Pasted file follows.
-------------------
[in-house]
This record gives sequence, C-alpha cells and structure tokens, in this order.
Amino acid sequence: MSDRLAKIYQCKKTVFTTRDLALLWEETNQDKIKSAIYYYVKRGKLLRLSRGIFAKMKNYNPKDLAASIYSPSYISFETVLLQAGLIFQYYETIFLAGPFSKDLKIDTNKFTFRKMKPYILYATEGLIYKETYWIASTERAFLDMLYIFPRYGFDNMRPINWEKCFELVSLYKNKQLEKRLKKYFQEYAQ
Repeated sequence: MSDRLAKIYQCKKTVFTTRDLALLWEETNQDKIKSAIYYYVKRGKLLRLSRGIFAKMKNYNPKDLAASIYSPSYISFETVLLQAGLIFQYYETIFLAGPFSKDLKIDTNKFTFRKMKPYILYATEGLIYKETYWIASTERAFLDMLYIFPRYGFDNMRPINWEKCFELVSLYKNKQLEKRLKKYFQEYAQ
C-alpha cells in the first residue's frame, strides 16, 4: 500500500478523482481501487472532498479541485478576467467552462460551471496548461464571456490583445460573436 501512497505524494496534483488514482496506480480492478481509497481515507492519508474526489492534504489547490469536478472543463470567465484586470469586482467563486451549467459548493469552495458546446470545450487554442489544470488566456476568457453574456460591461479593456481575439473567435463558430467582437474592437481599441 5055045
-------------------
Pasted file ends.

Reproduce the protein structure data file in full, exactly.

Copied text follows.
[in-house]
This record gives sequence, C-alpha cells and structure tokens, in this order.
Amino acid sequence: MSDRLAKIYQCKKTVFTTRDLALLWEETNQDKIKSAIYYYVKRGKLLRLSRGIFAKMKNYNPKDLAASIYSPSYISFETVLLQAGLIFQYYETIFLAGPFSKDLKIDTNKFTFRKMKPYILYATEGLIYKETYWIASTERAFLDMLYIFPRYGFDNMRPINWEKCFELVSLYKNKQLEKRLKKYFQEYAQ
Repeated sequence: MSDRLAKIYQCKKTVFTTRDLALLWEETNQDKIKSAIYYYVKRGKLLRLSRGIFAKMKNYNPKDLAASIYSPSYISFETVLLQAGLIFQYYETIFLAGPFSKDLKIDTNKFTFRKMKPYILYATEGLIYKETYWIASTERAFLDMLYIFPRYGFDNMRPINWEKCFELVSLYKNKQLEKRLKKYFQEYAQ
C-alpha cells in the first residue's frame, strides 16, 4: 500500500478523482481501487472532498479541485478576467467552462460551471496548461464571456490583445460573436 501512497505524494496534483488514482496506480480492478481509497481515507492519508474526489492534504489547490469536478472543463470567465484586470469586482467563486451549467459548493469552495458546446470545450487554442489544470488566456476568457453574456460591461479593456481575439473567435463558430467582437474592437481599441 5055045